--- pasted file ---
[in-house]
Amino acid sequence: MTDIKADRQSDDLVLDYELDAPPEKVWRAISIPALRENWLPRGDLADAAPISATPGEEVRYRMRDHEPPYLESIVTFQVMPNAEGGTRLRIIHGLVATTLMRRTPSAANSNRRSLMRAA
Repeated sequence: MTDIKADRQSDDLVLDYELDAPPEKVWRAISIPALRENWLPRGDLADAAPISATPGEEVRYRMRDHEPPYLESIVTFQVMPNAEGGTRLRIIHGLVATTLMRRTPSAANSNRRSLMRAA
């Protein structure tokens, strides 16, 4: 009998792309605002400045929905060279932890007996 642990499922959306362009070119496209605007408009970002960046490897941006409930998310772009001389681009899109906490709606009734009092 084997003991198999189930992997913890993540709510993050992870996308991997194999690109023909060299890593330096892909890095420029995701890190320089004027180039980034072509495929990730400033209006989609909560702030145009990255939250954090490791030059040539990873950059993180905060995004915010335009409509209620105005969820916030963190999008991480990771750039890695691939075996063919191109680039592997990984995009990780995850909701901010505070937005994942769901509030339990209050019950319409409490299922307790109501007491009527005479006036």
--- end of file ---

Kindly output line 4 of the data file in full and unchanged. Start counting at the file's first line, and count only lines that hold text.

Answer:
């Protein structure tokens, strides 16, 4: 009998792309605002400045929905060279932890007996 642990499922959306362009070119496209605007408009970002960046490897941006409930998310772009001389681009899109906490709606009734009092 084997003991198999189930992997913890993540709510993050992870996308991997194999690109023909060299890593330096892909890095420029995701890190320089004027180039980034072509495929990730400033209006989609909560702030145009990255939250954090490791030059040539990873950059993180905060995004915010335009409509209620105005969820916030963190999008991480990771750039890695691939075996063919191109680039592997990984995009990780995850909701901010505070937005994942769901509030339990209050019950319409409490299922307790109501007491009527005479006036």